Continuous Air Barrier in Exterior Walls

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Scope

Identify what materials will constitute the continuous air barrier around the building envelope.
Identify what materials will constitute the continuous air barrier around the building envelope.

Ensure that a continuous air barrier exists around the entire thermal envelope of the home and that the air barrier is in full contact with the insulation.

  • Identify on house plans what materials will constitute the air barrier in all components of the home’s thermal envelope including the walls, floors, and ceiling. 
  • Install the continous air barrier which could consist of one or a combination of any of the following air barrier materials: 
    • rigid materials like foam board insulation, drywall, plywood, or OSB
    • flexible materials like house wrap, with all seams and edges sealed and with the house wrap supported using approved fasteners (don't use kraft paper or other materials that tear easily) 
    • fluid-applied membranes like liquid membranes, which are applied with a paint brush, roller, or sprayer over the sheathing
    • spray foam – if used as the air barrier it should be at least 5.5 inches thick if open-cell or at least 1.5 inches thick if closed-cell spray foam insulation.  
  • Seal all seams, gaps, and holes in the air barrier.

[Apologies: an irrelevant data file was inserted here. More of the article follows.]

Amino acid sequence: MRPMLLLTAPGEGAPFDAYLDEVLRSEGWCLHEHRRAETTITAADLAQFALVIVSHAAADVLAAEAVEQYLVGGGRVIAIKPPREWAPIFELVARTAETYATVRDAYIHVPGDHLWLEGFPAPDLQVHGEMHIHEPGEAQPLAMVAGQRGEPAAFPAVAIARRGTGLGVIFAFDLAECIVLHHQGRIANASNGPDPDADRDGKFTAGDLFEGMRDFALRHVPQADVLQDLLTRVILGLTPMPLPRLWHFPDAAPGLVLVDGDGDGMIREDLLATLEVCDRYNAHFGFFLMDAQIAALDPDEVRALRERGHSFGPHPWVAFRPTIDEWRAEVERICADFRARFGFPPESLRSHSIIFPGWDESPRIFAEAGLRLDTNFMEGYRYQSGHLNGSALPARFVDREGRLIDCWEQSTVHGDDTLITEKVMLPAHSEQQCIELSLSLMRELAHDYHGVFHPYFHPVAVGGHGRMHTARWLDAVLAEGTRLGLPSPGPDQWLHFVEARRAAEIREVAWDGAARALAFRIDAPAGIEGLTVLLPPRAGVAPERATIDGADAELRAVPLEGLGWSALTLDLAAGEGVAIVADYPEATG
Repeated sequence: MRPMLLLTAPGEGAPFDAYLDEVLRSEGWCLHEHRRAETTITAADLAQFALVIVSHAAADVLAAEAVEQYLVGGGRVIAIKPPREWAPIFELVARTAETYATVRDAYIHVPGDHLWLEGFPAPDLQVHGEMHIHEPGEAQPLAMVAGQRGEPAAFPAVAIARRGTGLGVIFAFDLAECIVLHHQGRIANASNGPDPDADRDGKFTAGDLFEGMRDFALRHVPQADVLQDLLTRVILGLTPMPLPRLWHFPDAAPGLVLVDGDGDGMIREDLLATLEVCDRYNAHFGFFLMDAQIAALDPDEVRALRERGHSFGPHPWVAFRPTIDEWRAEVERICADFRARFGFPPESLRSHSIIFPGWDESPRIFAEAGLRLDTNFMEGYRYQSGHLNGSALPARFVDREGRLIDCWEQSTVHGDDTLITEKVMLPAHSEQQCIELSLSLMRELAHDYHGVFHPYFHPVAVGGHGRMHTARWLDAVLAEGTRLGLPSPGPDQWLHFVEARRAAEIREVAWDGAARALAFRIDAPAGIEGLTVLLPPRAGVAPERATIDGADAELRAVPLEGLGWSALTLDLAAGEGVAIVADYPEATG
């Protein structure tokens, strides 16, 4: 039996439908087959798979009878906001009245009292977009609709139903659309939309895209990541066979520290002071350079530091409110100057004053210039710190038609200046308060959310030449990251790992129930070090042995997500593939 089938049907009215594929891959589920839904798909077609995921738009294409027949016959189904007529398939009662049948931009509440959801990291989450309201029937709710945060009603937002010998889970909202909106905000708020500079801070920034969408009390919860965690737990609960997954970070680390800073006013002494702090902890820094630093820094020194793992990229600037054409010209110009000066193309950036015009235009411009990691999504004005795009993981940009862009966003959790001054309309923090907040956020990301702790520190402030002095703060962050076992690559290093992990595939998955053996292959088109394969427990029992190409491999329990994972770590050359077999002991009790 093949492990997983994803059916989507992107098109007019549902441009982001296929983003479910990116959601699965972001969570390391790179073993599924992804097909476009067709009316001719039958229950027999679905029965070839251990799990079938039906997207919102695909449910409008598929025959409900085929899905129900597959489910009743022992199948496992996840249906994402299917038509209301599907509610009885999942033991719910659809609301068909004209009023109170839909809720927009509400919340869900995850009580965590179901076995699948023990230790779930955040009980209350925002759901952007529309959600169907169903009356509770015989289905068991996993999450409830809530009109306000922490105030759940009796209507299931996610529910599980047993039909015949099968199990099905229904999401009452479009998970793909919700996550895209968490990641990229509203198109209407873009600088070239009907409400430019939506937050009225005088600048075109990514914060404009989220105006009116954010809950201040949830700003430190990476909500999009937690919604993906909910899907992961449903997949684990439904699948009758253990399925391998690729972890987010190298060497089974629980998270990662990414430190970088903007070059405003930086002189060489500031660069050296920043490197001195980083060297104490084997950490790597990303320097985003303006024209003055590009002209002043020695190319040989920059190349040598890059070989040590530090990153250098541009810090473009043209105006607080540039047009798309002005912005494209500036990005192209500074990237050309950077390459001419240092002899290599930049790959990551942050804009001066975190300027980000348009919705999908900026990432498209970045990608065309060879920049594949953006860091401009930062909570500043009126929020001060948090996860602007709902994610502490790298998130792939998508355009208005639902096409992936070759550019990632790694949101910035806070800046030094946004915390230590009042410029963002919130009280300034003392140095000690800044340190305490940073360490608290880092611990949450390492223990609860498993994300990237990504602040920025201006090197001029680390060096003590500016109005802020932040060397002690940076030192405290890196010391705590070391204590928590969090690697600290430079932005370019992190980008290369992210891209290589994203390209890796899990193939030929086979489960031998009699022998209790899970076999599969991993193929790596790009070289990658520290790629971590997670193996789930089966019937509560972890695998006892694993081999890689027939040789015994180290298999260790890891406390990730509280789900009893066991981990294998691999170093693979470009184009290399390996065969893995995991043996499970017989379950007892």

• ENERGY STAR requires that an air barrier be installed at the exterior vertical surface of the wall insulation in all climate zones and also that an air barrier be installed at the interior vertical surface in Climate Zones 4-8.  For ceilings, ENERGY STAR permits the air barrier to be at the interior or exterior horizontal surface in IECC Climate Zones 1-3 and at the interior horizontal surface in Climate Zones 4-8 (ENERGY STAR 2015).

See the Compliance Tab for related codes and standards requirements, and criteria to meet national programs such as DOE’s Zero Energy Ready Home program, ENERGY STAR Certified Homes, and Indoor airPLUS.

Description

The walls, floors, and roof/ceiling compose the physical shell of the home, also called the building enclosure or building envelope. Within these assemblies are components that comprise the home’s thermal envelope (insulation) and air barrier (sometimes referred to as the thermal boundary and pressure boundary). The air barrier layer or layers prevent the unwanted entry of outside air and escape of inside air. Code requires, and best practice dictates, that the home’s thermal layer of insulation be fully aligned with (in full continuous contact with) the home's continuous air barrier (see 2009, 2012, and 2015 IRC). The home’s thermal barrier of insulation must also be continuous for best performance. It should be installed without misalignments, compressions, gaps, or voids. See the guide  Insulation Installation Achieves RESNET Grade 1 for more installing insulation.